Africa’s Voices on the AfCFTA: A Call for I…
Mamadou Biteye

Mamadou Biteye Former Managing Director, Africa Regional Office

Vera Songwe

Vera Songwe Executive Secretary, United Nations Economic Commission for Africa

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March 19, 2019

Africa’s Voices on the AfCFTA: A Call for Inclusive Trade

Mamadou Biteye

Mamadou Biteye Former Managing Director, Africa Regional Office

Vera Songwe

Vera Songwe Executive Secretary, United Nations Economic Commission for Africa

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March 19, 2019
Morning trading at the food produce market in Kakamega Village, Kenya.

In November 2018, we were proud to organize the first ever Africa Trade Forum on the African Continental Free Trade Area (AfCFTA) in Nigeria. The convening examined the role that the AfCFTA could play in securing brighter futures for its bulging population of over 1 billion. The Agreement commits countries to removing tariffs on 90 percent of goods, liberalizing services among African countries, and tackling so-called “non-tariff barriers” – such as long delays at the border – which hamper trade between African countries.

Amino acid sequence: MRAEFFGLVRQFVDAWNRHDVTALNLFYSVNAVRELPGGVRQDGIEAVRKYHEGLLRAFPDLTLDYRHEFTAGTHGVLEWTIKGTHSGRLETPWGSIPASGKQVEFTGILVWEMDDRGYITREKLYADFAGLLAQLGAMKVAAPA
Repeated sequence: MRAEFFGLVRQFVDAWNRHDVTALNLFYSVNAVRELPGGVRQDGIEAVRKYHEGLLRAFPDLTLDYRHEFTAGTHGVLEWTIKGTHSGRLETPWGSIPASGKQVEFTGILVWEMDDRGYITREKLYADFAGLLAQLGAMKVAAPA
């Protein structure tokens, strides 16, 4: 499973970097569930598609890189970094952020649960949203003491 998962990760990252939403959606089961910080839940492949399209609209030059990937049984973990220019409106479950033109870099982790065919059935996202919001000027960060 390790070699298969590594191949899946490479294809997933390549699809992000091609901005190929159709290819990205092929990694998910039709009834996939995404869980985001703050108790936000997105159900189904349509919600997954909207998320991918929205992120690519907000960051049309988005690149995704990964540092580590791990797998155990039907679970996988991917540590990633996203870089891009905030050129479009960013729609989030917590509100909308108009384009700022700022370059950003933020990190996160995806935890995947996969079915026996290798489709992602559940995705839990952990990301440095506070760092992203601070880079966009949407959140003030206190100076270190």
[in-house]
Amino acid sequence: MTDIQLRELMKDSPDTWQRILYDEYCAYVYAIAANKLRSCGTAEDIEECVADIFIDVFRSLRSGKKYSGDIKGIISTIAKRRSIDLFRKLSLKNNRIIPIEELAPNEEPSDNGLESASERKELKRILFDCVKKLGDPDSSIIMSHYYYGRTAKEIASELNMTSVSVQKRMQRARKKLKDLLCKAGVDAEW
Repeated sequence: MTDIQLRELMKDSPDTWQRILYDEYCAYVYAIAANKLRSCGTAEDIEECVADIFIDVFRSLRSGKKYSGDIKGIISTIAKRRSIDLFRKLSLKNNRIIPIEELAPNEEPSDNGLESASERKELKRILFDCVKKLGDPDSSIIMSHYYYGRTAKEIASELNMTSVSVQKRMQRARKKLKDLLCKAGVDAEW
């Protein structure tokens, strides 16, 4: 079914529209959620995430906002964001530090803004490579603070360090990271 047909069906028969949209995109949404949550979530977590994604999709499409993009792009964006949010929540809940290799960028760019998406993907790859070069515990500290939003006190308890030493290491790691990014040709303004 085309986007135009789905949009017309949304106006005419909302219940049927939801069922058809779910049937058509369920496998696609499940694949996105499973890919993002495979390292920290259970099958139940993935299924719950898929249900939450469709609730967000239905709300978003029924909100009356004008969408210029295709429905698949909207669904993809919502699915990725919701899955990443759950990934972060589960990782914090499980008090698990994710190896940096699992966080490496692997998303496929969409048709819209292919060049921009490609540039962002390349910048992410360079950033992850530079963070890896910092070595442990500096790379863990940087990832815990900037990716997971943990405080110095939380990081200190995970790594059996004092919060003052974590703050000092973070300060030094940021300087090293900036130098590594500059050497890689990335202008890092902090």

AfCFTA has the potential to boost intra-African trade by over 50%.

Underpinning the agreement is a belief that consolidating Africa into one trade area provides greater opportunities for businesses and consumers alike, and increases the chance to support sustainable development in the world’s least developed region. In fact, ECA estimates that the AfCFTA has the potential to boost intra-African trade by over 50%, which would have significant implications for wealth creation, employment and social infrastructure in education and health.